On February 19th I wrote an Early Look titled “Long America, Short Gold”. For those of you that are new readers, I point that out for accountability purposes as I recall taking plenty of heat from the momentum chasing community for shorting gold.
Having already laid claim to people being “too bullish” on gold then (citing Einhorn making it his largest position at the time!), I beg for your attention to hear me know – I think consensus on gold is no longer bullish enough.
Most of you know that I want to be long what The Client (China) needs, and short what American bankers want them to need (US Treasuries, US Dollars, etc…). Gold is one of those things that China needs a lot more of. China recently reported holding 34M/oz of gold (1054 tons), but that makes them only the 5th largest holder of gold, globally, despite having the most open currency to buy more with.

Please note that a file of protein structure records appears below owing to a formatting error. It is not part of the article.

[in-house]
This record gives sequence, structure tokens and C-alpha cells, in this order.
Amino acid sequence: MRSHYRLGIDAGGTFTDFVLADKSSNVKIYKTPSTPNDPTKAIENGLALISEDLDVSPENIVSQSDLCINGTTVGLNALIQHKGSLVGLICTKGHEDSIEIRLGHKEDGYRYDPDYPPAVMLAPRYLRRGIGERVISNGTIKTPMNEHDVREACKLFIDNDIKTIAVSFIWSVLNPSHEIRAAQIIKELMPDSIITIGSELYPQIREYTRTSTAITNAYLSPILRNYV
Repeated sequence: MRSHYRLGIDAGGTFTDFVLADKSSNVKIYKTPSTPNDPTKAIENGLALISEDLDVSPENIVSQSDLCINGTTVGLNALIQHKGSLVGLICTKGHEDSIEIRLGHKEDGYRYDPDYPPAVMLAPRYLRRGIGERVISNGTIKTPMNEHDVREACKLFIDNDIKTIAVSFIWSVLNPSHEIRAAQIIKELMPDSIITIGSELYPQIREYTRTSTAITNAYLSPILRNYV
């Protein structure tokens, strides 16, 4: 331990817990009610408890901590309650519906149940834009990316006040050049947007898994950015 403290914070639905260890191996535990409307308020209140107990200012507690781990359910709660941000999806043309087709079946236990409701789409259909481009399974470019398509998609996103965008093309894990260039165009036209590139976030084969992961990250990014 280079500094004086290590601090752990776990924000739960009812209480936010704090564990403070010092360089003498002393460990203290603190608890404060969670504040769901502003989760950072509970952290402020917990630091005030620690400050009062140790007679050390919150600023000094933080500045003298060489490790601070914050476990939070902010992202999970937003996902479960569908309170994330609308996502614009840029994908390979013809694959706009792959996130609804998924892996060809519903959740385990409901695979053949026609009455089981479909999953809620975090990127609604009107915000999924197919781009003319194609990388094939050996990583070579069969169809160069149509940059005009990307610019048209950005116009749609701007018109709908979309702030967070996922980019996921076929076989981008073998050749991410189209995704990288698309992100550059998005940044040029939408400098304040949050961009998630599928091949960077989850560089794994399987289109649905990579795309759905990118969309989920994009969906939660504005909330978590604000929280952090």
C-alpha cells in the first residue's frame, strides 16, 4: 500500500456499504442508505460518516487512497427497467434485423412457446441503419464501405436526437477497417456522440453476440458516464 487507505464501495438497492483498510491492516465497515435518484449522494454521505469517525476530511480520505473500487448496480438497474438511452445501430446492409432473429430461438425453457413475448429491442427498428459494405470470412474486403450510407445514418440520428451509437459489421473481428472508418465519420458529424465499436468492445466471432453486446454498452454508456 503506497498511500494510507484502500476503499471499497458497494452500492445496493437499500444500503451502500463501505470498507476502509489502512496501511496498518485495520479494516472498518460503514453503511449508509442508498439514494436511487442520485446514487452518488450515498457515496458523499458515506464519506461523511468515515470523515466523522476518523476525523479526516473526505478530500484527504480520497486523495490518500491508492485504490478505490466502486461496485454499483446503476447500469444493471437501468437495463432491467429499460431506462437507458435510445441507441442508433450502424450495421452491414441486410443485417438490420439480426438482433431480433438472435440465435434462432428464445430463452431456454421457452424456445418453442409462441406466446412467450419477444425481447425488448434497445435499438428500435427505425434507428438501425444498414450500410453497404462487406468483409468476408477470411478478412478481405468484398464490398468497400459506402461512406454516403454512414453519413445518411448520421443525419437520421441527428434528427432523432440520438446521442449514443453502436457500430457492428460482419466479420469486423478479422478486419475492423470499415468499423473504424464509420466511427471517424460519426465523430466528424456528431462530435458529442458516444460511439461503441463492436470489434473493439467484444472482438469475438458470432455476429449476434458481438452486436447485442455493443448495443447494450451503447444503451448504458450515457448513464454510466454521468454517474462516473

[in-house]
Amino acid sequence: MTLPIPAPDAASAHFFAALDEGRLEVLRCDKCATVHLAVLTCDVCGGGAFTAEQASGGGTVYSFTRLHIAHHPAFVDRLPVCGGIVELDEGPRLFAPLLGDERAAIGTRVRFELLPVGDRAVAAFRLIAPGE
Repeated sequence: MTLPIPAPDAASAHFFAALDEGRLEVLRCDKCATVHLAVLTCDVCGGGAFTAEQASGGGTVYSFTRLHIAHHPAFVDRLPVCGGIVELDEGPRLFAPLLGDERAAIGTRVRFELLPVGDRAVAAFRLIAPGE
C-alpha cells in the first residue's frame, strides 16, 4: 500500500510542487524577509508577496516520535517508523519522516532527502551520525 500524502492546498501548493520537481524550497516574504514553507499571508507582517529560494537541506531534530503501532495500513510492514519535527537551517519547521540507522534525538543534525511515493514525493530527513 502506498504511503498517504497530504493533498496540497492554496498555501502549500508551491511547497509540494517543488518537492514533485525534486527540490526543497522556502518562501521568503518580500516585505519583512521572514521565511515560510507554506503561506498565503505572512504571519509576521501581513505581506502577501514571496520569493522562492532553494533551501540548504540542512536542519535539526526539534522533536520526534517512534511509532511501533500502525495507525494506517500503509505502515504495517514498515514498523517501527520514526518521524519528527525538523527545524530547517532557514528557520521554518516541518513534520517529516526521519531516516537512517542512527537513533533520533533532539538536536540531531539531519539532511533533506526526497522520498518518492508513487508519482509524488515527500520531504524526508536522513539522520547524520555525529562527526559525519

There are 2 numbers that really matter here:
- $1.4 Trillion – that’s $1.4T out of a total $2T in Chinese reserves are in US Dollars/Treasuries
- 1.6% of Chinese reserves are in Gold
The average central bank holds at least 10% of their country’s reserves in gold. The Chinese are not interested in gaining exposure to any more US Dollars. Therefore the demand equation here is very straightforward. China needs more gold.
To get to 10% of reserves in gold China would actually need to buy another 5,000 tons. So next time someone tells you “the IMF” is selling 100 tons, send them the math in reply.
Gold, contrary to Mr. Bernanke missing it (inflation coming in Q4), is now breaking out to the upside. Andrew Barber and I have outlined all 3 durations for the price of gold in the chart below. Long term TAIL support remains $871/oz, and the immediate term breakout TRADE line = $931/oz.
Keith R. McCullough
Chief Executive Officer